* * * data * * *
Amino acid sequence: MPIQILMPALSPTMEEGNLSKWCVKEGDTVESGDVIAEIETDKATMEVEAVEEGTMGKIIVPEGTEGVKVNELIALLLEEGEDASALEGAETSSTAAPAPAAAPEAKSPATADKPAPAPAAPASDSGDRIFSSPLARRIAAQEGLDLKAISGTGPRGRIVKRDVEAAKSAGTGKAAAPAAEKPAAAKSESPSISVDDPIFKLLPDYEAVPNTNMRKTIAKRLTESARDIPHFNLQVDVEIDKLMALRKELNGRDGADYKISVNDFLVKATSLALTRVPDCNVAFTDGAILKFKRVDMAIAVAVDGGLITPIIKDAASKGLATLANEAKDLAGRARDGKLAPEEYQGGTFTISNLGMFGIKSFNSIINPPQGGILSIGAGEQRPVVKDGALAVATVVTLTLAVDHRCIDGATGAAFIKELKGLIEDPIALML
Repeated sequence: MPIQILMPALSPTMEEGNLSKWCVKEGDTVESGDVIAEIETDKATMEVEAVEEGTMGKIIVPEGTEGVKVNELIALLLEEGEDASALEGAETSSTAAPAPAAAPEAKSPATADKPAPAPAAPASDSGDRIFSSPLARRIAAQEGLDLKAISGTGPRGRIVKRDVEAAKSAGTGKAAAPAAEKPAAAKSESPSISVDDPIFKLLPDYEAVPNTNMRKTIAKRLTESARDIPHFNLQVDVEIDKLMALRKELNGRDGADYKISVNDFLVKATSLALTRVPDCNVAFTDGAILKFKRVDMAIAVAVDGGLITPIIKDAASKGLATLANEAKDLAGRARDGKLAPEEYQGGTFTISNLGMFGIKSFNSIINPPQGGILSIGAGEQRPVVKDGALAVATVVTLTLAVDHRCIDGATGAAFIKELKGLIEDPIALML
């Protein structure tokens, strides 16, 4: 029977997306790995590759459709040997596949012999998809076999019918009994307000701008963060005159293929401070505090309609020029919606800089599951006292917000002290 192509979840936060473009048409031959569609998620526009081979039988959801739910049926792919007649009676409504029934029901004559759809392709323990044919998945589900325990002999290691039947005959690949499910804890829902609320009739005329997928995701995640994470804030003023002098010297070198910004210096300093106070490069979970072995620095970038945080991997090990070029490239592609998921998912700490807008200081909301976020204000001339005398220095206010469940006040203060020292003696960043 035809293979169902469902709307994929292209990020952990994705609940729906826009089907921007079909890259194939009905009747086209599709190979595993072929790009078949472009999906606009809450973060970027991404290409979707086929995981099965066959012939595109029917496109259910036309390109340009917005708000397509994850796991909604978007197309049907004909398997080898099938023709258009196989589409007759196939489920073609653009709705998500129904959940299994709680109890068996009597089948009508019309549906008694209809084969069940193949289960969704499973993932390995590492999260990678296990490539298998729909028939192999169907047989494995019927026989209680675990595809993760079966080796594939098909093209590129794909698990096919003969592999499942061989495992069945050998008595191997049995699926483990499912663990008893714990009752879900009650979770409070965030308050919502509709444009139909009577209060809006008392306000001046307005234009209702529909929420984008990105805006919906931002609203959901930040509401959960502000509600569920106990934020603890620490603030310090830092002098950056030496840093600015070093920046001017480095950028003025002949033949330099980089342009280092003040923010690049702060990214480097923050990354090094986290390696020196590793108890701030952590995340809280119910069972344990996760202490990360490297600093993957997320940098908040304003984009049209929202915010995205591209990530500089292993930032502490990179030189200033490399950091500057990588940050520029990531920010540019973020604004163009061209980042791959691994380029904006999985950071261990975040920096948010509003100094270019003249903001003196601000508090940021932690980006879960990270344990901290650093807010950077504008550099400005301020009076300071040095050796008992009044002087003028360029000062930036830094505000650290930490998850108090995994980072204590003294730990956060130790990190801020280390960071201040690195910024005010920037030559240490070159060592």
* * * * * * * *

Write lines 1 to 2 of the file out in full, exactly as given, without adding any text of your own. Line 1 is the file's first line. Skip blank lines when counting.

Amino acid sequence: MPIQILMPALSPTMEEGNLSKWCVKEGDTVESGDVIAEIETDKATMEVEAVEEGTMGKIIVPEGTEGVKVNELIALLLEEGEDASALEGAETSSTAAPAPAAAPEAKSPATADKPAPAPAAPASDSGDRIFSSPLARRIAAQEGLDLKAISGTGPRGRIVKRDVEAAKSAGTGKAAAPAAEKPAAAKSESPSISVDDPIFKLLPDYEAVPNTNMRKTIAKRLTESARDIPHFNLQVDVEIDKLMALRKELNGRDGADYKISVNDFLVKATSLALTRVPDCNVAFTDGAILKFKRVDMAIAVAVDGGLITPIIKDAASKGLATLANEAKDLAGRARDGKLAPEEYQGGTFTISNLGMFGIKSFNSIINPPQGGILSIGAGEQRPVVKDGALAVATVVTLTLAVDHRCIDGATGAAFIKELKGLIEDPIALML
Repeated sequence: MPIQILMPALSPTMEEGNLSKWCVKEGDTVESGDVIAEIETDKATMEVEAVEEGTMGKIIVPEGTEGVKVNELIALLLEEGEDASALEGAETSSTAAPAPAAAPEAKSPATADKPAPAPAAPASDSGDRIFSSPLARRIAAQEGLDLKAISGTGPRGRIVKRDVEAAKSAGTGKAAAPAAEKPAAAKSESPSISVDDPIFKLLPDYEAVPNTNMRKTIAKRLTESARDIPHFNLQVDVEIDKLMALRKELNGRDGADYKISVNDFLVKATSLALTRVPDCNVAFTDGAILKFKRVDMAIAVAVDGGLITPIIKDAASKGLATLANEAKDLAGRARDGKLAPEEYQGGTFTISNLGMFGIKSFNSIINPPQGGILSIGAGEQRPVVKDGALAVATVVTLTLAVDHRCIDGATGAAFIKELKGLIEDPIALML